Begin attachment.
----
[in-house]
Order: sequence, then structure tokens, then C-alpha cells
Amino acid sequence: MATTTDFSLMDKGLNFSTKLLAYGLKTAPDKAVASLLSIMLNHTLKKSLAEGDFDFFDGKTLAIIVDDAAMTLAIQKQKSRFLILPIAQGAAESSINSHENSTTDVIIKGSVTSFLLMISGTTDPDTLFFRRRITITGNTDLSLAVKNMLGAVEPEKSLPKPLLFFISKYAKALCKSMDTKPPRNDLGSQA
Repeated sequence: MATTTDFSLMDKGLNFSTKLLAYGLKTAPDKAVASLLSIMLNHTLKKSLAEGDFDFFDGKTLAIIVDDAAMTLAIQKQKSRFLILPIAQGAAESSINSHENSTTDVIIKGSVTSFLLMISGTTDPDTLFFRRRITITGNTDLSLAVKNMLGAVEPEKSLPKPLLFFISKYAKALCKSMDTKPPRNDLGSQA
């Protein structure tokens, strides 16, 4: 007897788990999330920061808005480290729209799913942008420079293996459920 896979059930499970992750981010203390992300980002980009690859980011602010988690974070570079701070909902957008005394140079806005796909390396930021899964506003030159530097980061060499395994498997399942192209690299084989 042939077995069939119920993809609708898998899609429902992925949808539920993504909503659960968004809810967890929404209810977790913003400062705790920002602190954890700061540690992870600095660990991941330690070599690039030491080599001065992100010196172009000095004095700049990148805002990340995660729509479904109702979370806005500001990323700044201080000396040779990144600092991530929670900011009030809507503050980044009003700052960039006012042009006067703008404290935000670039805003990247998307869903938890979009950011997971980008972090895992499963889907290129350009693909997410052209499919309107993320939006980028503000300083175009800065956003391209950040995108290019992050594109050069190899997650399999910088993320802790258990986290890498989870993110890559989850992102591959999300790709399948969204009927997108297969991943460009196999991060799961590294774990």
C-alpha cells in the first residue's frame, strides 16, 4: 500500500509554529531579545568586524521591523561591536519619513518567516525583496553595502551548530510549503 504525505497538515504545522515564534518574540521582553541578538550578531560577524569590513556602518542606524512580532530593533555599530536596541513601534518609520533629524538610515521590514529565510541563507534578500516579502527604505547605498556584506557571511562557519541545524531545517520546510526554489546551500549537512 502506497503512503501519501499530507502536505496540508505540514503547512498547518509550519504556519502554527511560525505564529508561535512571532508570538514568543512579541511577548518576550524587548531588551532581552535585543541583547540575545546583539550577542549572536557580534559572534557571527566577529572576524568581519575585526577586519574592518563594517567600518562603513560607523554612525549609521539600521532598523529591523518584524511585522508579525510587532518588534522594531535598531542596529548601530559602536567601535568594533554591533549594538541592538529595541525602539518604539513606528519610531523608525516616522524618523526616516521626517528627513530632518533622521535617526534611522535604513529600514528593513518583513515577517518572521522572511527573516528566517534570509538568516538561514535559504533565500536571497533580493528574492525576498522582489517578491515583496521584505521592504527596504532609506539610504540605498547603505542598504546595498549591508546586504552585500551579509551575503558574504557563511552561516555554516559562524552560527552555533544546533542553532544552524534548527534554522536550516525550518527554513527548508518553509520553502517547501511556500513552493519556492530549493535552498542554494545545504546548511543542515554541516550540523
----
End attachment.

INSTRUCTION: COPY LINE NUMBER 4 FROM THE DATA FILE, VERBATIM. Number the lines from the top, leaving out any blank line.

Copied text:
Repeated sequence: MATTTDFSLMDKGLNFSTKLLAYGLKTAPDKAVASLLSIMLNHTLKKSLAEGDFDFFDGKTLAIIVDDAAMTLAIQKQKSRFLILPIAQGAAESSINSHENSTTDVIIKGSVTSFLLMISGTTDPDTLFFRRRITITGNTDLSLAVKNMLGAVEPEKSLPKPLLFFISKYAKALCKSMDTKPPRNDLGSQA